Chaucer 's The Man Of Law 's Tale

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Chaucer is one of the first authors to use rape in English literature (Schaus). Representations of rape occur with some consistency in several of Chaucer’s works, for example an attempted rape in “The Man of Law’s Tale” and the rape of a both a mother and daughter in “The Reeve’s Tale” (Schaus). His usage of rape was possibly inspired by his own speculated distribute with rape. On May 4, 1380, Cecily Chaumpaigne brought a deed of release into the Chancery of Richard II and had it recopied by a clerk on the back of the sheets of parchment used to record the "closed" or sealed letters sent by the king. In this deed, Chaumpaigne wrote "omnimodas acciones tam de raptu meo tam de aliqua alia re vel causa". The modern English translation roughly reads that Chaumpaigne released the poet Geoffrey Chaucer from all manner of actions such as they relate to my raptus or any other thing or cause (Cannon).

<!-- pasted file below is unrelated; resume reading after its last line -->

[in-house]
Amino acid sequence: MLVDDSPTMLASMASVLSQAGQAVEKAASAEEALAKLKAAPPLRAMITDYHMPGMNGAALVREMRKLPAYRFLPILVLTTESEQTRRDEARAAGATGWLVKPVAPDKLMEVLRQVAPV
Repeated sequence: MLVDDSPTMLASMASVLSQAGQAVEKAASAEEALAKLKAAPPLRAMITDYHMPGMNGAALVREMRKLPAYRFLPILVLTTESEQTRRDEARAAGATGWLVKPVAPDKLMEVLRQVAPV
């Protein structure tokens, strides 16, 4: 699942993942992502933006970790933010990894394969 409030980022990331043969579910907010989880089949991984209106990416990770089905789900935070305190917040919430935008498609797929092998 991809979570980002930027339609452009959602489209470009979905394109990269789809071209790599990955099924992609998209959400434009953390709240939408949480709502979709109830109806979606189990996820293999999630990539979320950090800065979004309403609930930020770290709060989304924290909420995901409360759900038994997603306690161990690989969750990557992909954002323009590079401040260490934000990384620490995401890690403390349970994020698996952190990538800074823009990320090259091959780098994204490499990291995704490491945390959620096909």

However, the cited evidence cited does not prove conclusively that Chaucer was guilty of rape. In discussions of the word raptus, one controversial issue has been what the word directly translates to. On the one hand, several scholars are certain that rape or forced coitus is the only acceptable translation of raptus in this period, on the other many linguistic scholars argues the language of rape- raptus, ravysement, and rape, was so ambiguous in the fourteenth century that it could mean either forced coitus or abduction, often for the purpose of marriage (Cannon). The latter’s theory
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